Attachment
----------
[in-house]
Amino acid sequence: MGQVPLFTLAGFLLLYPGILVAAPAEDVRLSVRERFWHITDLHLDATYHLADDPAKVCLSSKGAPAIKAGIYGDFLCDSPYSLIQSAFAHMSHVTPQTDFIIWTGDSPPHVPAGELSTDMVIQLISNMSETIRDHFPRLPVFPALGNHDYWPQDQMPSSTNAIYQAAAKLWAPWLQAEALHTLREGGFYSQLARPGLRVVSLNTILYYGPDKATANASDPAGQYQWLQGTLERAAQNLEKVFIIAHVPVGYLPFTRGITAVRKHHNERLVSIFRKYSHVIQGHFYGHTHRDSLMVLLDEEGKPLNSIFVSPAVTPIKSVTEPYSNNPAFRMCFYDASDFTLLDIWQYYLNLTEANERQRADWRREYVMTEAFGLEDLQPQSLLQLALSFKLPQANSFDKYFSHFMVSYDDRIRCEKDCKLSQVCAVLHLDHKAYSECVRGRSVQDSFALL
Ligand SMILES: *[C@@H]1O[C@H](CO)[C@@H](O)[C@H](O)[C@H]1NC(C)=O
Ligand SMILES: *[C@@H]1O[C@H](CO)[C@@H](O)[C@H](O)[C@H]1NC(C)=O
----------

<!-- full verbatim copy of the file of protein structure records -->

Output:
[in-house]
Amino acid sequence: MGQVPLFTLAGFLLLYPGILVAAPAEDVRLSVRERFWHITDLHLDATYHLADDPAKVCLSSKGAPAIKAGIYGDFLCDSPYSLIQSAFAHMSHVTPQTDFIIWTGDSPPHVPAGELSTDMVIQLISNMSETIRDHFPRLPVFPALGNHDYWPQDQMPSSTNAIYQAAAKLWAPWLQAEALHTLREGGFYSQLARPGLRVVSLNTILYYGPDKATANASDPAGQYQWLQGTLERAAQNLEKVFIIAHVPVGYLPFTRGITAVRKHHNERLVSIFRKYSHVIQGHFYGHTHRDSLMVLLDEEGKPLNSIFVSPAVTPIKSVTEPYSNNPAFRMCFYDASDFTLLDIWQYYLNLTEANERQRADWRREYVMTEAFGLEDLQPQSLLQLALSFKLPQANSFDKYFSHFMVSYDDRIRCEKDCKLSQVCAVLHLDHKAYSECVRGRSVQDSFALL
Ligand SMILES: *[C@@H]1O[C@H](CO)[C@@H](O)[C@H](O)[C@H]1NC(C)=O
Ligand SMILES: *[C@@H]1O[C@H](CO)[C@@H](O)[C@H](O)[C@H]1NC(C)=O